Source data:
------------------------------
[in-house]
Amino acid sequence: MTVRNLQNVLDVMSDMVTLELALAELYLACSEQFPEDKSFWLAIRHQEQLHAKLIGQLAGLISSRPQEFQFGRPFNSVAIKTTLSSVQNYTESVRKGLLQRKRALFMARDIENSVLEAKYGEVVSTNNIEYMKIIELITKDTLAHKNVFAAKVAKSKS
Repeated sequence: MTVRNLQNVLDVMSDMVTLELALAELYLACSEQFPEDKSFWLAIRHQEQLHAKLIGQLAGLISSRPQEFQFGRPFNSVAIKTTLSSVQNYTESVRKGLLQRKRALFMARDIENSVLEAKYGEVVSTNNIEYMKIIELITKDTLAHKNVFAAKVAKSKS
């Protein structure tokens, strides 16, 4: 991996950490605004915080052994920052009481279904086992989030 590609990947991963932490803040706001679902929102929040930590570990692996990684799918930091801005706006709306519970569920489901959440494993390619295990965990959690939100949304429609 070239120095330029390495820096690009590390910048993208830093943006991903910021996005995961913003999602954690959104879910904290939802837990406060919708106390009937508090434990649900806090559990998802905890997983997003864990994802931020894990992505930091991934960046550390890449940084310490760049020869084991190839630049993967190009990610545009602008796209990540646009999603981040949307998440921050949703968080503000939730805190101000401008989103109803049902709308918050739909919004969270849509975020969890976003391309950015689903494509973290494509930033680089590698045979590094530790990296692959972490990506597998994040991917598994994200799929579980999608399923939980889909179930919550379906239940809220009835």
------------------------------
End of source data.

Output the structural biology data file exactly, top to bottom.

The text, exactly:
[in-house]
Amino acid sequence: MTVRNLQNVLDVMSDMVTLELALAELYLACSEQFPEDKSFWLAIRHQEQLHAKLIGQLAGLISSRPQEFQFGRPFNSVAIKTTLSSVQNYTESVRKGLLQRKRALFMARDIENSVLEAKYGEVVSTNNIEYMKIIELITKDTLAHKNVFAAKVAKSKS
Repeated sequence: MTVRNLQNVLDVMSDMVTLELALAELYLACSEQFPEDKSFWLAIRHQEQLHAKLIGQLAGLISSRPQEFQFGRPFNSVAIKTTLSSVQNYTESVRKGLLQRKRALFMARDIENSVLEAKYGEVVSTNNIEYMKIIELITKDTLAHKNVFAAKVAKSKS
């Protein structure tokens, strides 16, 4: 991996950490605004915080052994920052009481279904086992989030 590609990947991963932490803040706001679902929102929040930590570990692996990684799918930091801005706006709306519970569920489901959440494993390619295990965990959690939100949304429609 070239120095330029390495820096690009590390910048993208830093943006991903910021996005995961913003999602954690959104879910904290939802837990406060919708106390009937508090434990649900806090559990998802905890997983997003864990994802931020894990992505930091991934960046550390890449940084310490760049020869084991190839630049993967190009990610545009602008796209990540646009999603981040949307998440921050949703968080503000939730805190101000401008989103109803049902709308918050739909919004969270849509975020969890976003391309950015689903494509973290494509930033680089590698045979590094530790990296692959972490990506597998994040991917598994994200799929579980999608399923939980889909179930919550379906239940809220009835």